The week's good news: July 15, 2021
It wasn't all bad!
Brooklyn restaurant aims to 'empower refugees through culinary education'
They come with culinary traditions from their home countries — refugees from all corners of the world ready to learn new skills inside a Brooklyn kitchen. Emma's Torch — named in honor of Emma Lazarus, whose poem is on the Statue of Liberty — is a restaurant that provides job training for asylum-seekers as they wait for their hearings. During each 10-week program, the refugees earn $15 an hour, receiving up to 400 hours of training. Founder Kerry Brodie told CBS News she opened the restaurant five years ago as a way to "empower refugees through culinary education." So far, 120 refugees have finished the program, representing 40 countries, including Russia, Zimbabwe, and Vietnam. Nearly every graduate has been able to find work, including Naseema Bachsi. She left Afghanistan to escape the Taliban, and after completing the program at Emma's Torch, was hired at the award-winning Sahadi's grocery store in Brooklyn. Today, she is their head chef.
China takes giant pandas off its endangered species list
China announced last week that it has removed the giant panda from its list of endangered species, celebrating the status change as a success of China's long-term conservation efforts, including the creation of a giant national park for the iconic animals. "The panda population in the wild has risen to about 1,800, which reflects their improved living conditions and China's efforts in keeping their habitats integrated," Cui Shuhong, head of the Ministry of Ecology and Environment's Department of Nature and Ecology Conservation, said. China will still classify the giant panda, considered a national treasure, as vulnerable and protected under conservation laws. That puts China's status for pandas in line with the International Union for Conservation of Nature, which switched the animals from endangered to vulnerable in 2016.
To show his appreciation, Ohio pizzeria owner gave a full day of sales to employees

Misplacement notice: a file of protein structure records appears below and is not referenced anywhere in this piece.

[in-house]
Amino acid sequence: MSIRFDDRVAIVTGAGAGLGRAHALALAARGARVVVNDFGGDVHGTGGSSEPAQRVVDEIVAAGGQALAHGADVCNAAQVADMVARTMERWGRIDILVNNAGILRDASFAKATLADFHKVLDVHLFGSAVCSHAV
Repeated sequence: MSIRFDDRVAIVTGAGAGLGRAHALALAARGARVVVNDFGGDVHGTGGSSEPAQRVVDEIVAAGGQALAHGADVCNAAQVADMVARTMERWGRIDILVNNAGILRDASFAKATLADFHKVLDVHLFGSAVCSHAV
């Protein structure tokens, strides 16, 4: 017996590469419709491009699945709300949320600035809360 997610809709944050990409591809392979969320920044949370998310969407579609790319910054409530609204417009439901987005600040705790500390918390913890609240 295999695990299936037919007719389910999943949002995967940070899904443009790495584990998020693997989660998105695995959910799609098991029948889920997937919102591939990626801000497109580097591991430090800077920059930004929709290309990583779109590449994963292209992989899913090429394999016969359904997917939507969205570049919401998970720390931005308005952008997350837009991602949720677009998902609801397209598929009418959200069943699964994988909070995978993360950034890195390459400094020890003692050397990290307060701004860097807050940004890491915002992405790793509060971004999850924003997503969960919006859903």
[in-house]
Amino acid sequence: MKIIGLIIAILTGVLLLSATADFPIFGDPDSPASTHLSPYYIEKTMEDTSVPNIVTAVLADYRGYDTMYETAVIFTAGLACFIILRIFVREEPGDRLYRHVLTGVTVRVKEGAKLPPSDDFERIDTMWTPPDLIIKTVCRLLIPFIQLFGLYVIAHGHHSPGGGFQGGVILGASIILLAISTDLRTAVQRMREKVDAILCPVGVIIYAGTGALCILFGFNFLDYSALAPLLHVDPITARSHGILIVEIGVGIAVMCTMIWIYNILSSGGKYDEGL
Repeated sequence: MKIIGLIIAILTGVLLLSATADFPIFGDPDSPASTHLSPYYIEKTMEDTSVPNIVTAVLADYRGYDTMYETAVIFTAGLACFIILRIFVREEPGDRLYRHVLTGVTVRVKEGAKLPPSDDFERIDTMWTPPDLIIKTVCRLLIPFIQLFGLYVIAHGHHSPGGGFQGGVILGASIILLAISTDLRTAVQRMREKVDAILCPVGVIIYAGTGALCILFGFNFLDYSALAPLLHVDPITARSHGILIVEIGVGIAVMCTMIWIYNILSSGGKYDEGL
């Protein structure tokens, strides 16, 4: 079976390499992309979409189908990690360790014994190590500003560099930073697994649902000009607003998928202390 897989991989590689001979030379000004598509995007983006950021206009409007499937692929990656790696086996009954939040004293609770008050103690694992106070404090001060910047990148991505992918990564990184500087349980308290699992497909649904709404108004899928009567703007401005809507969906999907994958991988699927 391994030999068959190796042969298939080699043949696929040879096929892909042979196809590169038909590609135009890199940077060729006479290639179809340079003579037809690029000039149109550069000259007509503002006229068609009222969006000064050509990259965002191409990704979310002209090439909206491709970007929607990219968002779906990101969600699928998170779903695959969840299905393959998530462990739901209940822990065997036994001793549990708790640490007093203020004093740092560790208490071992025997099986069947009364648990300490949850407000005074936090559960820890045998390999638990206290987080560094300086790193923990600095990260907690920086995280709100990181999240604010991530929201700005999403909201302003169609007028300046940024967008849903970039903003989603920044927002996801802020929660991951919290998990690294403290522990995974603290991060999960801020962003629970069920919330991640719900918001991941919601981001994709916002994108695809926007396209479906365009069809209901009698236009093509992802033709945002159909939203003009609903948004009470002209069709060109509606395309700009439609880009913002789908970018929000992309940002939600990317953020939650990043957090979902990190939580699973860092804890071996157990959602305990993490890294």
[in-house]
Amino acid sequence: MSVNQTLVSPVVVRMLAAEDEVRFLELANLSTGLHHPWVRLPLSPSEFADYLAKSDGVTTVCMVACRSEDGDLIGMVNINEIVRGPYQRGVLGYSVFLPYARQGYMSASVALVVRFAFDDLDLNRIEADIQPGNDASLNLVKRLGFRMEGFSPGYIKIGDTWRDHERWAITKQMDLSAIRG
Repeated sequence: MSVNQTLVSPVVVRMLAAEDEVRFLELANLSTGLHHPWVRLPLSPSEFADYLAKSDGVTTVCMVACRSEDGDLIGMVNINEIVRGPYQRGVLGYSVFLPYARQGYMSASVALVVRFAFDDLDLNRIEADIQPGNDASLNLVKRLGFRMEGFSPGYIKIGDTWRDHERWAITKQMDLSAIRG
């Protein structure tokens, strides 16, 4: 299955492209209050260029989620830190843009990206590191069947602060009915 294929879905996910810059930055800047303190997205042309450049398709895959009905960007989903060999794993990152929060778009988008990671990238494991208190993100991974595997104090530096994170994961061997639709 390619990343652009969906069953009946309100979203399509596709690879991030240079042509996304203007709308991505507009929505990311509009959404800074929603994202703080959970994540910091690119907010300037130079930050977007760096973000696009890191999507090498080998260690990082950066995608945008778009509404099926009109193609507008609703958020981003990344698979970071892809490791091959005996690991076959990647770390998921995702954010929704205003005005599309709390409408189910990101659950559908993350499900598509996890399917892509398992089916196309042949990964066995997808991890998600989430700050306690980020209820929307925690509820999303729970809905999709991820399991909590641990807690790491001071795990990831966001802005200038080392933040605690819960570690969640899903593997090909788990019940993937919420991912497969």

On July 5, Heavenly Pizza in Findlay, Ohio, fulfilled 220 orders, but the restaurant didn't see a dime of its sales. Instead, all $6,300, plus $1,200 in tips, went directly to employees. Owner Josh Elchert decided to hold an Employee Appreciation Day to show his gratitude for his team and how hard they've been working during the pandemic. "You can have the best pizza in the world," he told WTOL. "If you have no one here to make it, it doesn't matter." On a typical Monday, the restaurant fills about 100 orders, but on Employee Appreciation Day, customers came out in full force to show their support, ordering extra pies and dropping big tips. Each employee ended up earning $78 per hour for their shift. Timmy Lemire, 20, has worked at Heavenly Pizza for five years, and told WTOL, "I've never experienced anything like this before. It's a big gift."
Man finds 2 megalodon teeth in 3 weeks
Over the last year, art curator Jacob Danner has been waking at sunrise to walk along Fernandina Beach in Florida, on the lookout for interesting items that have washed ashore. Three weeks ago, he finally found something: a megalodon tooth measuring three inches long and in good condition. He was thrilled by his discovery, and then last Thursday, he stumbled upon another megalodon tooth, this time one that was four inches long. "It makes you want to spend your whole day hunting, thinking that more must be out there," he told CNN. The extinct megalodon was the largest shark that ever lived, and could reach up to 60 feet. Amateur collectors enjoy trying to find the biggest megalodon teeth in the best possible condition, and Danner said when he holds his new treasures, he imagines "the millions of years of history" in his hands.
After 24 years of searching, parents are reunited with abducted son
Guo Gangtang and Zhang Wenge never gave up hope that they would be reunited with their missing son, Guo Xinzhen — and after 24 years, their family is back together. When Xinzhen was two years old, he was abducted from outside his family's home south of Beijing. Gangtang did everything possible to bring awareness to his son's case, and ended up riding 300,000 miles across China by motorcycle so he could visit every province and pass out flyers showing a picture of Xinzhen. While he didn't track down Xinzhen, Gangtang did find other children who had been kidnapped, and reunited them with their families, China's state-run Xinhua News reports. DNA testing conducted earlier this year by China's Ministry of Public Service found a potential match to Xinzhen in the province next to where his parents live, and further testing revealed it was him. Xinzhen, now 26 and a teacher, had a tearful reunion with his parents on Sunday.